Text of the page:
US Ambassador to India’s Richard Verma on Friday reiterated that convergence of views was the “new normal” in Indo-US ties, which is “based on results” and not on “rhetoric”, seeking to assuage nerves in New Delhi on Donald Trump’s election as President. Verma said, the next administration in Washington will consider strengthening ties with India as one of its top priorities, as the the two countries are “natural partners” at a time when the post World War-II order and its institutions are “under assault”. He was speaking on the future of India-US relations under the new administration, two days after Republican Party nominee Trump was elected as the 45th President of the United States, clinching a stunning victory over Hillary Clinton.
“Even on issues that have divided us on recent years, climate change for example, there is convergence. Who would have thought that US and India would lead the world to a global climate agreement? This is the new normal strategic, political and economic convergence,” Verma said. In his nearly 20-minute speech, Verma, who is of India-origin, did not refer to Trump even once. Recently, speaking at Jamia Millia University, he had reached out to Muslims, denouncing the “unacceptable rhetoric” against the community during the election campaigns in the US.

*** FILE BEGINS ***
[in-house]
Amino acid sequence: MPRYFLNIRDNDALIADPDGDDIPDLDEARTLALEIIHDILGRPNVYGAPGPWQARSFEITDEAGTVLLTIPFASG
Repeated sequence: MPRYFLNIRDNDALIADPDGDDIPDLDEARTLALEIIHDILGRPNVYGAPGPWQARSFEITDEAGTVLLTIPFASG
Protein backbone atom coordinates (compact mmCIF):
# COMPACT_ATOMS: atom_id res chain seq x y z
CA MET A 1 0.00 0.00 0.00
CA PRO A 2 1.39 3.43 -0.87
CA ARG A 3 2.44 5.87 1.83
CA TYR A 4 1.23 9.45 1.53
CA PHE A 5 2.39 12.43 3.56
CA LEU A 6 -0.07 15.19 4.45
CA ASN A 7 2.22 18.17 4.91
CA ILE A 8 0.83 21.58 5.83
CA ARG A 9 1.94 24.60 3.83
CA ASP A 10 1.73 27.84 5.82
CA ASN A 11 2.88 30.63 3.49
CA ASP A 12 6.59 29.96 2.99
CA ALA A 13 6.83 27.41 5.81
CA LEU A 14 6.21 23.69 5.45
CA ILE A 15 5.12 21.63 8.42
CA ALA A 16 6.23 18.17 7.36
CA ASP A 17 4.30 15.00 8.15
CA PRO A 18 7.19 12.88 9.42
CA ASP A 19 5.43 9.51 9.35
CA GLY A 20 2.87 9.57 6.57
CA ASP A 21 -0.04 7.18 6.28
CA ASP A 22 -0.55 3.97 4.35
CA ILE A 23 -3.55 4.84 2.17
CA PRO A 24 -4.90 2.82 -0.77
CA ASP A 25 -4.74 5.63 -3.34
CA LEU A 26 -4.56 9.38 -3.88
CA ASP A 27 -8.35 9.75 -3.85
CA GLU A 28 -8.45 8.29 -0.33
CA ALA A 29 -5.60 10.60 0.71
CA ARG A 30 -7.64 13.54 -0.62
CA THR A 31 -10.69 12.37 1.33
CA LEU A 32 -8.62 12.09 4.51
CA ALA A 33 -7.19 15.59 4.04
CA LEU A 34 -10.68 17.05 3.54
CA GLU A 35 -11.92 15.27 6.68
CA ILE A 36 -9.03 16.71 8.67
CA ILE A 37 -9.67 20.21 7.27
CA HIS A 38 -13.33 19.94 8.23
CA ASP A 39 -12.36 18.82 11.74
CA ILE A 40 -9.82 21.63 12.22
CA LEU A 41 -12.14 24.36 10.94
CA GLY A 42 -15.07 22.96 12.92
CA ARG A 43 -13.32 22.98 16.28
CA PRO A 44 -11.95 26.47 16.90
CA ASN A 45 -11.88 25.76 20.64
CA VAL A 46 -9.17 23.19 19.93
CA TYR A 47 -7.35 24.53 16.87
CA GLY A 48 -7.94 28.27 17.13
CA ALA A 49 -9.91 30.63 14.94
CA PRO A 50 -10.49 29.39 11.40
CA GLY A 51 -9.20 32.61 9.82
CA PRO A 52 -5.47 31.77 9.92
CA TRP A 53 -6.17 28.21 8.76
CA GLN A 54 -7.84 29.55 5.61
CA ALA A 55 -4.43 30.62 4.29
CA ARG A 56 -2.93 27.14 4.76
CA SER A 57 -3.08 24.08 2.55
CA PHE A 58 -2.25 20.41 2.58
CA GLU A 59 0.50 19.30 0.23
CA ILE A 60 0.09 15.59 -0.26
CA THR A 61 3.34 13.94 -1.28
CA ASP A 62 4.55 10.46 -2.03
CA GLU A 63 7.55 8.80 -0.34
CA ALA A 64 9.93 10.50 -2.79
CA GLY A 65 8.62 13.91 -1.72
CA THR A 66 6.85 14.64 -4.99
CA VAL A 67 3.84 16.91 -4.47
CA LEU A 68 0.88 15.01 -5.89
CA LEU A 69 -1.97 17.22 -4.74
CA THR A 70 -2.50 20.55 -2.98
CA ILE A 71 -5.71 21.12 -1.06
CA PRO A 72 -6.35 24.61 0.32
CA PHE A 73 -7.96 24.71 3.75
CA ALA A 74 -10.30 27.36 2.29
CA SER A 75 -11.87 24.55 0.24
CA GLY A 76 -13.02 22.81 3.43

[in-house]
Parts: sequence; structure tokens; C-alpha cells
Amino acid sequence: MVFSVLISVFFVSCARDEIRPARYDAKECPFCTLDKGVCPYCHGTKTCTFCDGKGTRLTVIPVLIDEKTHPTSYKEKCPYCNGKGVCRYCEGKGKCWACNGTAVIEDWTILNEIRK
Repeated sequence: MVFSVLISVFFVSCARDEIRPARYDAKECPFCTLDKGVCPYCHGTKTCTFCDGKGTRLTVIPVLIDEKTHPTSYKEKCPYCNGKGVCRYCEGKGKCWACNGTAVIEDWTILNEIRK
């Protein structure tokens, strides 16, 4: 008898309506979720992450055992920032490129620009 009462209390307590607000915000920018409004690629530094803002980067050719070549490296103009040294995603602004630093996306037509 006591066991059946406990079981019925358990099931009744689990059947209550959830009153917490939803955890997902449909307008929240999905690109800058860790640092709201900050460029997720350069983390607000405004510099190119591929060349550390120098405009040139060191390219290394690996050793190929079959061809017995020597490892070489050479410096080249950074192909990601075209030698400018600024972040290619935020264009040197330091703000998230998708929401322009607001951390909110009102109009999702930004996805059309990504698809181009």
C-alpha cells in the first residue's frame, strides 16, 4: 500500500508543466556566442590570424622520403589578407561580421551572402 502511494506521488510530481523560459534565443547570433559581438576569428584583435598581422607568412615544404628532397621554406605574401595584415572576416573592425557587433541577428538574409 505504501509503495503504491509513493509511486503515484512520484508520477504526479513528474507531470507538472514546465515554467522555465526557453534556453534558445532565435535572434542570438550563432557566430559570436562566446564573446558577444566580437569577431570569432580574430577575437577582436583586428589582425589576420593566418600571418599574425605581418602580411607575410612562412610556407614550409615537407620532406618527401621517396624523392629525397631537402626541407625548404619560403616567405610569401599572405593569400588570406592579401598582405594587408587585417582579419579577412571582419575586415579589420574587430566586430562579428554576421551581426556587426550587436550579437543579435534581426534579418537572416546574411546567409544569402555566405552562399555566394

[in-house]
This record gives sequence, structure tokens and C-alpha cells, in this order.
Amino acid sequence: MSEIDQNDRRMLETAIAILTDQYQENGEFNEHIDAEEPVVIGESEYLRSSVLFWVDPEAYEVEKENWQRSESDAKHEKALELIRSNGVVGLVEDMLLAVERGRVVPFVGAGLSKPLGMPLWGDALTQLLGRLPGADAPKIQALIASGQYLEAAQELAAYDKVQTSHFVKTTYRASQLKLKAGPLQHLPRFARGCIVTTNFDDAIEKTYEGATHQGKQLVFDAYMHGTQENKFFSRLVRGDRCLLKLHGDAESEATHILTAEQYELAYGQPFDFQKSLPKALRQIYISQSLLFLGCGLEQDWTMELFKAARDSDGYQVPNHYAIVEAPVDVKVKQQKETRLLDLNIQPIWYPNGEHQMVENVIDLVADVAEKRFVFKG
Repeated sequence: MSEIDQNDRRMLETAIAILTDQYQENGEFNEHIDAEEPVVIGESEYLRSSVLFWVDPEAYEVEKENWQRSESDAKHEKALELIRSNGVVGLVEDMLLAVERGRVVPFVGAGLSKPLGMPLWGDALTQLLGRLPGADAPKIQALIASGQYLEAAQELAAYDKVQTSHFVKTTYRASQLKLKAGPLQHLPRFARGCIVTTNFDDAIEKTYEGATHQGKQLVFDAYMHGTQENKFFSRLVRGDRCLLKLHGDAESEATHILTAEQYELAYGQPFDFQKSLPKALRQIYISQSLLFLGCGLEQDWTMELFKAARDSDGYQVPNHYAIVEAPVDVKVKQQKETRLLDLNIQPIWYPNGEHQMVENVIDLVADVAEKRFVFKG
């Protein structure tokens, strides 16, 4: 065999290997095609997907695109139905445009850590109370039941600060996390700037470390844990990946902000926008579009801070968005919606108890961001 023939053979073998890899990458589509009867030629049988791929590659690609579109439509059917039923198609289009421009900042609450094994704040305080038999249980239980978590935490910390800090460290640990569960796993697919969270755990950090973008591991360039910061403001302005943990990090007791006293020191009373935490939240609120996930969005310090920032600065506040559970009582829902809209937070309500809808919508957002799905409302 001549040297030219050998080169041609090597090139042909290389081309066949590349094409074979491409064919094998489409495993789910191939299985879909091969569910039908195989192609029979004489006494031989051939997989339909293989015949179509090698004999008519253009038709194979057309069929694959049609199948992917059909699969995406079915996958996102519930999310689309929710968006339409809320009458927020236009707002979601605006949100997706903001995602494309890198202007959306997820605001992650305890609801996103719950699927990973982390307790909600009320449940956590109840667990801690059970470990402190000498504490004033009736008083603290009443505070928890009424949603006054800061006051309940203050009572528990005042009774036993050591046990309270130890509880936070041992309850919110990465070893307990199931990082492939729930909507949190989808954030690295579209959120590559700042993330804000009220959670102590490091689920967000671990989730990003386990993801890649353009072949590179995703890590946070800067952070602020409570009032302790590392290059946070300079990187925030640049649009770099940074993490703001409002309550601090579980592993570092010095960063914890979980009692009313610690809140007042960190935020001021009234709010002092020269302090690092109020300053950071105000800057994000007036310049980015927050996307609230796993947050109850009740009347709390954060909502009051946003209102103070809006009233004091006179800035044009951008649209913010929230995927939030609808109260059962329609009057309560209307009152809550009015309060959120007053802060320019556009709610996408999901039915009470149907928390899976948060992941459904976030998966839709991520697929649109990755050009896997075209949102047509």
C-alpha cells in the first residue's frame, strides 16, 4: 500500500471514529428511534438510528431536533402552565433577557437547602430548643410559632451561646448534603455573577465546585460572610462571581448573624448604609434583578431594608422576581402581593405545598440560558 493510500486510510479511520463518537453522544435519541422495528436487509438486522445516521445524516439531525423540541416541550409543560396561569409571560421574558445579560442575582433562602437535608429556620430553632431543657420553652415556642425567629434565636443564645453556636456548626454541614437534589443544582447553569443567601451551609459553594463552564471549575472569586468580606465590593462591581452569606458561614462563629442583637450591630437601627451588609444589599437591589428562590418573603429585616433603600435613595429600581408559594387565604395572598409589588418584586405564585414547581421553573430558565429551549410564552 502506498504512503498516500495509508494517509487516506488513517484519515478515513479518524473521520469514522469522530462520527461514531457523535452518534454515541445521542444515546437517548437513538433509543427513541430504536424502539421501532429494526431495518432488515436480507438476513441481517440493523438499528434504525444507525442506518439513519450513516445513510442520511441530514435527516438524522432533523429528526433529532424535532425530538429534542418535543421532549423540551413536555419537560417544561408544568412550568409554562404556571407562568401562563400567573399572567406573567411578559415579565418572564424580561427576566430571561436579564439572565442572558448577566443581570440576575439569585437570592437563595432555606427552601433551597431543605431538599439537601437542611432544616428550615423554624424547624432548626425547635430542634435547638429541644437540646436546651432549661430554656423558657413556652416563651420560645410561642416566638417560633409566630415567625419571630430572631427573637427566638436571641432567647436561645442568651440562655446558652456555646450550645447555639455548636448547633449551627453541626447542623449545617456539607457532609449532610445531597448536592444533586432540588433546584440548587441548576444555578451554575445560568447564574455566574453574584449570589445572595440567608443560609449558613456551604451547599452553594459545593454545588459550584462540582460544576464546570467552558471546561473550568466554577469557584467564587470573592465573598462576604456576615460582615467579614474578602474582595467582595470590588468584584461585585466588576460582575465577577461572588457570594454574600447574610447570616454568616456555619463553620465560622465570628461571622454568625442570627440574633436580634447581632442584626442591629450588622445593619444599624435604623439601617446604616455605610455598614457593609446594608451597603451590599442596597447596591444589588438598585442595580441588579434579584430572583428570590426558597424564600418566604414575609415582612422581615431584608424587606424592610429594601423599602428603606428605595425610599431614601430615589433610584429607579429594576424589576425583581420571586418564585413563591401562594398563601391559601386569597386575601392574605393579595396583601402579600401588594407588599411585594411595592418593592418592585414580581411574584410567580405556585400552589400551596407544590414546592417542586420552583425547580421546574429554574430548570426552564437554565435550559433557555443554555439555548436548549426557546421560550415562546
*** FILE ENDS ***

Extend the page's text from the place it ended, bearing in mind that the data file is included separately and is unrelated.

He listed four reasons as to why further building and strengthening of the US-India relationship will be one of the top priorities of Trump administration, including “a strong bipartisan consensus” in Washington in this regard. “At a time of deep political polarisation in our country, enhancing the US India partnership is something that is refreshingly unifying across the political divide. We have greater convergence on the big issues of the day. We have made it clear that we support India’s rise as a global power.
“We see the impact in our counter-terror declarations and the condemnation of terrorism of all forms including cross-border terrorism, our renewed convergence on issues related to Afghanistan, our trilateral cooperation with Japan,” he said. Verma, who took over as the US’ top envoy in New Delhi in 2014, said shared values and systems including constitutional democracies, inclusive societies, protection of minority rights, free speech, assembly and religion are among the other major reasons that hold the two countries together.
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